For a man with two daughters, the chauvinism inherent in Rajini films makes my blood boil. His heroines play to every traditional stereotype, beginning with their names. I mean, who names their daughters Kumudavalli (heroine in Kabali) or Tamilselvi (in Sivaji) or Ranganayaki (Muthu) these days? The names set the tone for the character. Rajini heroines speak softly, dress demurely, jump if a man appears near them, and don’t look a lover in the eye. Come on. Are you telling me that Rajini raised his daughters in this fashion? And how do his two girls put up with this? An assertive woman with spunk is cast as the villain in his films. Ramya Krishnan played this role unforgettably in Padayappa and almost stole the show from the superstar. But you don’t go to a Rajini movie for its stereotypical heroines or predictable plot: Rajini is a poor servant or don, with a heart of gold. He kills all the villains and snags the girl. That about covers the storyline of pretty much every Rajini movie. You go to a Rajini film for the comfort it gives. Europe may be going to hell in a handbasket. Christine Lagarde may liken Brexit to 1914 when World War I started. America may be caught in the throes of a fulminating childish narcissist who thinks the country is like a giant Legoland where fences can be erected. But all is well in Rajini land. The good are good, the bad are bad, and the women are sweet and don’t answer back.

Watching a Rajini movie in a multiplex is a total waste of time. Its pleasures come from the “tharai-ticket” or floor-seats, where you are caught in the warm embrace of other rabid fans who are whistling and screaming so loud that you can barely hear the dialogues that you know by heart anyway.

It will be the same at Lavanya theatre. I know the drill with every Rajini movie. There is a thumping irrational exuberance when the screen comes to life. The unabashed whistling and shouting. I take earplugs, and they aren’t much help. This continues throughout the movie. Every time Thalaivar appears, we jump up and pump our fists. When he announces his name with great style, whether it is “Badshah,” or “Kabali-daa,” we all shout along prayerfully. When his face morphs into a tiger, our eyes riveted on the screen. After a particularly good stunt, when Rajini swings a dozen villains 180 degrees and tosses them aside, I glance at the man next to me, unable to contain my excitement. It is one of my building’s security guys. In that moment, I forget that he is supposed to be at work manning the gate, and not playing hookey. He forgets that I am on the building’s Human Resources Development committee, meant to patrol his patrolling. We are simply two fans enjoying the moment when our beloved Thalaivar has left the abode of the mortals to mingle with the gods. I chew on my red-stained paan and grin at Gagan from Bihar companionably. It is beautiful.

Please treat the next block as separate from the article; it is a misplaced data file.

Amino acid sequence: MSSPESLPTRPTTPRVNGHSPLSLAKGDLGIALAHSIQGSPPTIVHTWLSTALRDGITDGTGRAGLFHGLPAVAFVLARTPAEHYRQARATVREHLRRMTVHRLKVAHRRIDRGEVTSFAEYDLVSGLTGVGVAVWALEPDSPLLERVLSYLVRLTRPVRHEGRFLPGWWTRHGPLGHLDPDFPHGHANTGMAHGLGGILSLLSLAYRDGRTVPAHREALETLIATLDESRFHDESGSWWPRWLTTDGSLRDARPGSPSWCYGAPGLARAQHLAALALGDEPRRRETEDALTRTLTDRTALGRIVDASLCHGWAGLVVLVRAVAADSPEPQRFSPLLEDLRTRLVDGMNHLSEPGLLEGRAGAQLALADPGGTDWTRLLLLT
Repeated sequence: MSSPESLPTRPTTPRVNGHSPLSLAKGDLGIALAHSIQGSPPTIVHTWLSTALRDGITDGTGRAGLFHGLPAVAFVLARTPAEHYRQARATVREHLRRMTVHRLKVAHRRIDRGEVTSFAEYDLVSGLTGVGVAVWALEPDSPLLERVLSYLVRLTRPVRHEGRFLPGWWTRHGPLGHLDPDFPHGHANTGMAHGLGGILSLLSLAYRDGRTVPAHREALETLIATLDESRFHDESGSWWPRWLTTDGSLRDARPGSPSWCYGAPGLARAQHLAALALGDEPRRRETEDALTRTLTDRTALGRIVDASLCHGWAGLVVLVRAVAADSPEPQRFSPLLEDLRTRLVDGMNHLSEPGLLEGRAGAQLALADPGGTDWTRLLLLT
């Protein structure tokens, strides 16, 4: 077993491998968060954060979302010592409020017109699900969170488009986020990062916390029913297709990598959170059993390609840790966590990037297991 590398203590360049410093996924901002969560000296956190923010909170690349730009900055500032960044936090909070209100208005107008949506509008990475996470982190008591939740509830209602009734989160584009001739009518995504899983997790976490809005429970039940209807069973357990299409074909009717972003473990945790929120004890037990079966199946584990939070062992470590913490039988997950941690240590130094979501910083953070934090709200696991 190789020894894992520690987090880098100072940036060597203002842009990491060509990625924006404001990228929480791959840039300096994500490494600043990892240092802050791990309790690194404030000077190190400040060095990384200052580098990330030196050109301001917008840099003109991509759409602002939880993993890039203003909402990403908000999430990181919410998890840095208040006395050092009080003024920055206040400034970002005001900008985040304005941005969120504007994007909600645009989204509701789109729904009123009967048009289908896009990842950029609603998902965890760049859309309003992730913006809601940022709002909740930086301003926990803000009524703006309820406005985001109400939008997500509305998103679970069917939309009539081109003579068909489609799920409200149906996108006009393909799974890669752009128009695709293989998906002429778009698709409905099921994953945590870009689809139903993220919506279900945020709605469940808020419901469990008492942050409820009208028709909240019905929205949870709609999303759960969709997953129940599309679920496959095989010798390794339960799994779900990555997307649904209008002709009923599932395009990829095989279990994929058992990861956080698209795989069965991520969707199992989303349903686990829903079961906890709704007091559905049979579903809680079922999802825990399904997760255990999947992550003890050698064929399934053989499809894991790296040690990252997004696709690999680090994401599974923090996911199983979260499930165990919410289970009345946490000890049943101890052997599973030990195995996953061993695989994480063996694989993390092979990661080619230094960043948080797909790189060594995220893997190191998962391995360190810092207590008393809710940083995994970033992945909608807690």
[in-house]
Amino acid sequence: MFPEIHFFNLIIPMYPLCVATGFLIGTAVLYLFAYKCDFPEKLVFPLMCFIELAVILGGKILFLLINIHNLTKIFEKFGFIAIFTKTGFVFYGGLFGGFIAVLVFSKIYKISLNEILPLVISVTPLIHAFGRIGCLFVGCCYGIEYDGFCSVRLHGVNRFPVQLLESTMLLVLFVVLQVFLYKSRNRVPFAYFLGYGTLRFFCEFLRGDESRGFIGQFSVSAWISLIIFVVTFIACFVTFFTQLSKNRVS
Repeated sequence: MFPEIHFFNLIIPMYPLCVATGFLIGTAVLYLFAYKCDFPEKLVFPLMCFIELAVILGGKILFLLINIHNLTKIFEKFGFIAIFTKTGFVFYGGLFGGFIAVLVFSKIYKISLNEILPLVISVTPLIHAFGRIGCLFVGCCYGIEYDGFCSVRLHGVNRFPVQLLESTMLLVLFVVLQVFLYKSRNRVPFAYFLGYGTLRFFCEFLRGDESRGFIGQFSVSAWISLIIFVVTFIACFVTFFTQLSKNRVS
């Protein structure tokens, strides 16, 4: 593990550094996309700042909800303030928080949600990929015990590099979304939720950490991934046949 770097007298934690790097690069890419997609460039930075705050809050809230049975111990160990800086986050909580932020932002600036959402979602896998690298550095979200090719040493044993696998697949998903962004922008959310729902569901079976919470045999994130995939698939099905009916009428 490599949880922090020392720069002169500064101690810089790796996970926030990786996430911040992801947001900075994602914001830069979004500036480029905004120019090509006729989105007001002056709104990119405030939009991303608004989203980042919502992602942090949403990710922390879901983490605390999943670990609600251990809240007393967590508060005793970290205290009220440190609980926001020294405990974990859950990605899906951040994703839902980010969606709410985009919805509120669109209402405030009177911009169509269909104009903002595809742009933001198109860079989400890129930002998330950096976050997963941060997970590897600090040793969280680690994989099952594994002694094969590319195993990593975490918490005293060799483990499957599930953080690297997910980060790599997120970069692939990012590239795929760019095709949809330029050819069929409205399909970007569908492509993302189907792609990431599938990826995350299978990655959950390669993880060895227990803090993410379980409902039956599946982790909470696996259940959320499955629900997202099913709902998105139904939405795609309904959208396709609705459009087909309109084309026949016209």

Shoba Narayan plans to watch Kabali about ten times this week.

 

Gauri Diwakar, Aditi Mangaldas, GR Iranna, Sudarshan Shetty, Matt Ridley and the art of collaboration

22 January 2016 | E-Paper

What rehearsals tell you about an artist

Rehearsals are a vicarious pleasure; a way of accessing the genius of performers without the pressure of a performance


G.R. Iranna with his sculptures at the NGMA, Bengaluru. Photo: Shoba Narayan

G.R. Iranna with his sculptures at the NGMA, Bengaluru. Photo: Shoba Narayan

 

“The arts have become unidimensional, and we live in a multidimensional world,” says the petite Kathak maestro, Aditi Mangaldas. We are in the basement of the Kamani Auditorium in New Delhi. Mangaldas and her foremost disciple, Gauri Diwakar, are rehearsing a new work, titled Hari Ho…Gati Meri: Muslim Poets In Love Of Lord Krishna. They will present it the following day.

Rehearsals are a vicarious pleasure; a way of accessing the genius of performers without the pressure of a performance. A few arts institutions—the Lincoln Center in New York, for instance—accord the privilege of watching a rehearsal for a price. I am at Kamani at the behest of Minaakshi Dass, whose venture, India Heritage Desk, aims to discover the next Aditi Mangaldas or Malavika Sarukkai. Gauri Diwakar may be one candidate.